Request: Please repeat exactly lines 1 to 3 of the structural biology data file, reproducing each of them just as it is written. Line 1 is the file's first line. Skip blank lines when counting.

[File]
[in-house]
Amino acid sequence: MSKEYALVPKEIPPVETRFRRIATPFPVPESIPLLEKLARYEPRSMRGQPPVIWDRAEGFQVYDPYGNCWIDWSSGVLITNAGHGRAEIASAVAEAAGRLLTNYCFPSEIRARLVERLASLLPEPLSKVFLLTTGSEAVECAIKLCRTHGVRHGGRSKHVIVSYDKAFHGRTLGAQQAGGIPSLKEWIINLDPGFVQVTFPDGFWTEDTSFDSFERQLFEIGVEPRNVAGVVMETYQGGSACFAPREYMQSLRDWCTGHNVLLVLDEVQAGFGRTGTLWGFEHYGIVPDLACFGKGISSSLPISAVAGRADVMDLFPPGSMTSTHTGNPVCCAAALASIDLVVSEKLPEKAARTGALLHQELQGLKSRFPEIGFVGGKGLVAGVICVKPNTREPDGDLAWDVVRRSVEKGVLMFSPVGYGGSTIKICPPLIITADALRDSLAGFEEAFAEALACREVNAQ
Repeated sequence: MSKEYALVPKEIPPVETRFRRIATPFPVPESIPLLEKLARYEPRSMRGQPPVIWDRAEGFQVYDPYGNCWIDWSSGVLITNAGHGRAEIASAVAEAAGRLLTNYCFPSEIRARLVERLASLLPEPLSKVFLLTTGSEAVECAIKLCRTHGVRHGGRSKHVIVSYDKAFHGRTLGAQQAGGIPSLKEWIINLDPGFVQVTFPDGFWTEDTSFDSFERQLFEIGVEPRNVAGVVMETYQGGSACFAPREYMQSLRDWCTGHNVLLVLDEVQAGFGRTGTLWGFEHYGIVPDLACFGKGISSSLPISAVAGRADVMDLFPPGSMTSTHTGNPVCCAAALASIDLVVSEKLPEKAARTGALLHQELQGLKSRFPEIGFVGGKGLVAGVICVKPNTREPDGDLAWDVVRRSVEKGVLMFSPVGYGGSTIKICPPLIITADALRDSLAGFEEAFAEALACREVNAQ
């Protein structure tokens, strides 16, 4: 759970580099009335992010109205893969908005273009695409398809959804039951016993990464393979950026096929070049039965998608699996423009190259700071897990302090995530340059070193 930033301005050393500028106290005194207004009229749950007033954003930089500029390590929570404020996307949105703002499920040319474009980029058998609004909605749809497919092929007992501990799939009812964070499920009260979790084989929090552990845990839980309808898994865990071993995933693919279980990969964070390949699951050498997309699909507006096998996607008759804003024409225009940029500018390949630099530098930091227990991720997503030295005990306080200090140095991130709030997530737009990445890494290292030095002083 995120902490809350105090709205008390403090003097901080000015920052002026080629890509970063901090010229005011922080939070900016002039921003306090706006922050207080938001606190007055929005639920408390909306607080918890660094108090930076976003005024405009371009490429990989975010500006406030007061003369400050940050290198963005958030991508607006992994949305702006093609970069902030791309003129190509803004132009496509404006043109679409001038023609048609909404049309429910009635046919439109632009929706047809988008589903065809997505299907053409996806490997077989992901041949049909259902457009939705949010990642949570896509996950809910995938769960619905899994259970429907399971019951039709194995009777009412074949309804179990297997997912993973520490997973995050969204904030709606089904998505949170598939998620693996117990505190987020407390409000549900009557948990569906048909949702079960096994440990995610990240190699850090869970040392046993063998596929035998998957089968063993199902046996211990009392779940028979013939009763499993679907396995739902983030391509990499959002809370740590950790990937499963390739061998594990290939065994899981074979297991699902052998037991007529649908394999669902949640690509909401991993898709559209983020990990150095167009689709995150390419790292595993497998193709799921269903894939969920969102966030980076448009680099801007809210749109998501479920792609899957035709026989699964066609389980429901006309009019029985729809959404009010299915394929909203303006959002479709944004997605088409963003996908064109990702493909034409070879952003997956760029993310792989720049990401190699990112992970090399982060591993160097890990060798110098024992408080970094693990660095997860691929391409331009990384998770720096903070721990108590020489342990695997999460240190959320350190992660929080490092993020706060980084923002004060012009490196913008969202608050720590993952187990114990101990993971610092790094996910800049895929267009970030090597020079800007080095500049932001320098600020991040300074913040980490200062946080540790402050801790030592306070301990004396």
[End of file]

[in-house]
Amino acid sequence: MSKEYALVPKEIPPVETRFRRIATPFPVPESIPLLEKLARYEPRSMRGQPPVIWDRAEGFQVYDPYGNCWIDWSSGVLITNAGHGRAEIASAVAEAAGRLLTNYCFPSEIRARLVERLASLLPEPLSKVFLLTTGSEAVECAIKLCRTHGVRHGGRSKHVIVSYDKAFHGRTLGAQQAGGIPSLKEWIINLDPGFVQVTFPDGFWTEDTSFDSFERQLFEIGVEPRNVAGVVMETYQGGSACFAPREYMQSLRDWCTGHNVLLVLDEVQAGFGRTGTLWGFEHYGIVPDLACFGKGISSSLPISAVAGRADVMDLFPPGSMTSTHTGNPVCCAAALASIDLVVSEKLPEKAARTGALLHQELQGLKSRFPEIGFVGGKGLVAGVICVKPNTREPDGDLAWDVVRRSVEKGVLMFSPVGYGGSTIKICPPLIITADALRDSLAGFEEAFAEALACREVNAQ
Repeated sequence: MSKEYALVPKEIPPVETRFRRIATPFPVPESIPLLEKLARYEPRSMRGQPPVIWDRAEGFQVYDPYGNCWIDWSSGVLITNAGHGRAEIASAVAEAAGRLLTNYCFPSEIRARLVERLASLLPEPLSKVFLLTTGSEAVECAIKLCRTHGVRHGGRSKHVIVSYDKAFHGRTLGAQQAGGIPSLKEWIINLDPGFVQVTFPDGFWTEDTSFDSFERQLFEIGVEPRNVAGVVMETYQGGSACFAPREYMQSLRDWCTGHNVLLVLDEVQAGFGRTGTLWGFEHYGIVPDLACFGKGISSSLPISAVAGRADVMDLFPPGSMTSTHTGNPVCCAAALASIDLVVSEKLPEKAARTGALLHQELQGLKSRFPEIGFVGGKGLVAGVICVKPNTREPDGDLAWDVVRRSVEKGVLMFSPVGYGGSTIKICPPLIITADALRDSLAGFEEAFAEALACREVNAQ